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APPENDIX G STRATEGIES FOR IMPLEMENTING REPORT RECOMMENDATIONS The committee cannot provide a complete blueprint or cost estimate for implementing the many recommendations in its report, but it describes here in rough terms the costs of implementing several components. We have chosen three examples and have explored them incompletely. The numbers used are based on assumptions and approximations gleaned from the literature and discussions with individuals involved in such activities. Inservice Activities The goal of new inservice activities is to reach as many science teachers as possible through useful and relevant programs and to sustain their involvement throughout their careers. We have tried to approximate the cost of engaging 27,000 biology teachers (75% of the estimated 37,000 biology teachers*) in various inservice activities over a number of years. Each inservice activity is unique, and its costs pertain to numerous compo- nents, including the type of activity, instructors (level of expertise and number of staff involved), participant costs (various combinations of stipends, travel, and accommodations), supplies, equipment and other costs directly related to the activity, and indirect costs, which depend on the type of institution supporting the activity. Actual costs, therefore, might be considerably more or less than the estimates derived here. We reviewed 20 National Science Foundation programs for biology-teacher enhancement on which relevant cost data were available (NSF, 1989~. We calculated the average cost of inservice programs at $290 per teacher per day (in average 1989 dollars). We assumed that 75% of biology teachers would participate in inser- vice activities. That percentage is considerably higher than the percentage of teachers who currently participate in inservice activities, but we expect that the development of new inservice activities will lead many more teachers to participate. We also assumed that most new inservice activities would be set up to run for 2 workweeks (10 days) and be followed by two followup seminars for a total of 12 days. (We also envision, however, that many other variations will develop.) The following example illustrates the cost if 27,000 teachers participate in 12-day inservice activities that will scale up as new institutes offering summer inservice are developed over a 4-year period. *Based on National Science Teachers Association and National Association of Biology Teachers estimates. 141

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142 APPENDIX G 25% of teachers in first year: $290 x 6,750 teachers x 12 days = $23.5 million S0% of teachers in second year: $290 x 13,500 teachers x 12 days = $47.0 million 75% of teachers in third year: $290 x 20,250 teachers x 12 days = $70.5 million 100% of teachers in fourth year: $290 x 27,000 teachers x 12 days = $94.0 million TOTAL: $235 million over 4 years for 75% of biol- ogy teachers to attend inservice activities In this case, the estimated cost at steady state for this program would be about $94 million per year in average 1989 dollars. It is important to note that the total approximate cost derived in this example is not considered to be a one-time expenditure. Teachers, both new and experienced, must participate in inservice activities annually throughout their careers. Funds must be provided through federal and other sources to develop, sustain, and evaluate these activities. If inservice activities were expanded in length and extended to all science teachers, the costs would, of course, increase proportionally. If the goals described in this report are to be met, many new programs must be developed for teachers in the work force today, as well as for those who will enter the teaching profession in the future. Mentors The attrition rate among high-school science teachers (i.e., teachers not teaching science after 3 years) is 15% (Weiss, 1989, pp. 49-50, graph 37~. On the basis of National Science Teachers Association and National Association of Biology Teachers estimates of nearly 37,000 biology teachers in the United States, approximately 5,550 new biology teachers are needed every 3 years. If, for example, one mentor teacher were assigned to two new biology teachers, there would be a need for 925 mentor teachers each year. We made several assumptions about the costs of a mentor program: . The average salary for a mentor teacher is $35,000. Mentor teachers will spend 20% of their time in mentoring activities (0.2 x $35,000 = $7,000). The annual cost nationally would be approximately $6.5 million per year if each new teacher is to have a mentor for one year. This type of activity, however, is anticipated to occur in perpetuity, so budgets would need to be increased to reflect this recurrent cost. And, because science departments in most schools are too small to have two new biology teachers at once, perhaps a mentor teacher could be used by several schools or in some instances even by an entire school district. A number of variations on this theme are available; but the important element is to ensure that mentor teachers are available as resources to assist novice teachers in their critical first few years of teaching.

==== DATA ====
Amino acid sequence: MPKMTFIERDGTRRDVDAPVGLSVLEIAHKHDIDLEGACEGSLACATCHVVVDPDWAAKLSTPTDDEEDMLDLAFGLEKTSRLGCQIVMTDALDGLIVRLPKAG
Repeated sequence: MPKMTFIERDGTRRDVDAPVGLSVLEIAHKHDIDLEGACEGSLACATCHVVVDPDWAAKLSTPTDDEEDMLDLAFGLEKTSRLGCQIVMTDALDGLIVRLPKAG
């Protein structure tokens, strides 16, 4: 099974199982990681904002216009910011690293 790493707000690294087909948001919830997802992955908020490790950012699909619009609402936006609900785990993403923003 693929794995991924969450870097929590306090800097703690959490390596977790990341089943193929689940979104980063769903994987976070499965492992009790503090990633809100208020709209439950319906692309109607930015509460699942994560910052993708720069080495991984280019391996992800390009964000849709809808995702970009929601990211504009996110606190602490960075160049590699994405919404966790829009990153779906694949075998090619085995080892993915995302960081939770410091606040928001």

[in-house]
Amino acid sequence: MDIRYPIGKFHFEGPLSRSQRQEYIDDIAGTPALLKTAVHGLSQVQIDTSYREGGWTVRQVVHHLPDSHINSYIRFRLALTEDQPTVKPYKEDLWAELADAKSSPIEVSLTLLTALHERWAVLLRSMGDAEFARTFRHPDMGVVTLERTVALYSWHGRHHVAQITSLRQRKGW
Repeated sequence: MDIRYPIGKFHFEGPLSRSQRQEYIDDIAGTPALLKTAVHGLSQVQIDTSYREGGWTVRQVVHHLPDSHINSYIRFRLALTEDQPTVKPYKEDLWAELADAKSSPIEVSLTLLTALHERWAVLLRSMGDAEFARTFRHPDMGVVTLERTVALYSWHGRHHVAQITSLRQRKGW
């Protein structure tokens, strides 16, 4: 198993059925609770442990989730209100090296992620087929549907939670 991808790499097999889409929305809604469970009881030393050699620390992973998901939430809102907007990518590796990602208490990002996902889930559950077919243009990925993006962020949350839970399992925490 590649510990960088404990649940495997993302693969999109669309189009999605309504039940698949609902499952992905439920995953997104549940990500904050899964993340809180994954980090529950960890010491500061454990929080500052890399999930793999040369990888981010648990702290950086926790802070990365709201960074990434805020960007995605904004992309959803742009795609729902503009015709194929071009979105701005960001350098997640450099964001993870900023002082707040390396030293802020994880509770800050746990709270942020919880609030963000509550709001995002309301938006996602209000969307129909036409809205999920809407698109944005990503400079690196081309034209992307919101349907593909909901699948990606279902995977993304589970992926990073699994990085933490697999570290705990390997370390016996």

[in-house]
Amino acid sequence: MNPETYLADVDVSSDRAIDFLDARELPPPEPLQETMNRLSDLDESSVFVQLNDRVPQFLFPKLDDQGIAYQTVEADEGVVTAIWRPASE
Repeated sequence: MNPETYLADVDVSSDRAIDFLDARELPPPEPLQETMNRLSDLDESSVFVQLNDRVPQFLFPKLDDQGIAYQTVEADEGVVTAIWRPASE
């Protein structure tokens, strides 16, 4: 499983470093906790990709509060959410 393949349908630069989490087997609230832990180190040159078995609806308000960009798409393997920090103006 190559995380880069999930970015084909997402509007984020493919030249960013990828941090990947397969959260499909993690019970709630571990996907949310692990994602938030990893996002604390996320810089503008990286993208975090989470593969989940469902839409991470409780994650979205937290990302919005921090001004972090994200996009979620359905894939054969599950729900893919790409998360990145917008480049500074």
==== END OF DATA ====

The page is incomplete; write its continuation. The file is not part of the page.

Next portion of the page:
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APPENDIX G 143 The preceding example does not address the costs of using mentor teachers to retrain "burned out" veteran teachers; to accomplish that goal, an even larger number of mentor teachers will be needed. Fellowships for Teacher Education The committee has recommended a competitive national fellowship to attract some of the most able biology or elementary-education majors to science teaching (see Chapter 6~. In addition to attracting to the teaching profession bright and able students from liberal-arts colleges and universities that do not have traditional education programs, such a program might be of immense help in attracting members of minority groups that are underrepresented in the teaching force-people for whom the added expense of additional course work to become teachers would act as a disincentive. As noted in the report, fellowships could be awarded both to students and to those who plan to make a career change. Participating institutions must have shown interest and imagination in addressing the kinds of changes that are required in preservice education. An example of such a commitment would be a program in which a "science-methods" course would truly integrate science and pedagogy. Optimally, an institution that would participate in fellowship programs would: Be a research university with an accredited school of education. Have evidenced active collaboration between faculty of science depart- ments and education departments. Have developed (or be planning to develop) distinct science-methods courses for future biology teachers. Emphasize approaches to science education that link content with pedagogical techniques. Few institutions today would have all these characteristics. Criteria for selection of students must be developed. Gifted students who have expressed an interest in teaching biology would be particularly desirable. Some imagination will be required on the part of institutions, if they are to develop fellowship programs that will attract the brightest and ablest students to the teaching profession. If, initially, 50 fellowships per year were awarded, the total annual cost would be $1 million plus the indirect costs, which would be different in each institution. If successful, the program should be expanded to service many more students with a proportionally higher cost. A fellowship would last for 1 year, at a cost per year of $20,000, including tuition. That cost might seem high, but one must consider that the types of students that such a program would try to attract could just as easily accept positions in other fields with much higher starting salaries. The small number of institutions that would be eligible to accept fellows, given the criteria set out above, might turn out to be the rate-limiting factor in attracting the ablest students. That is, not enough programs would be available.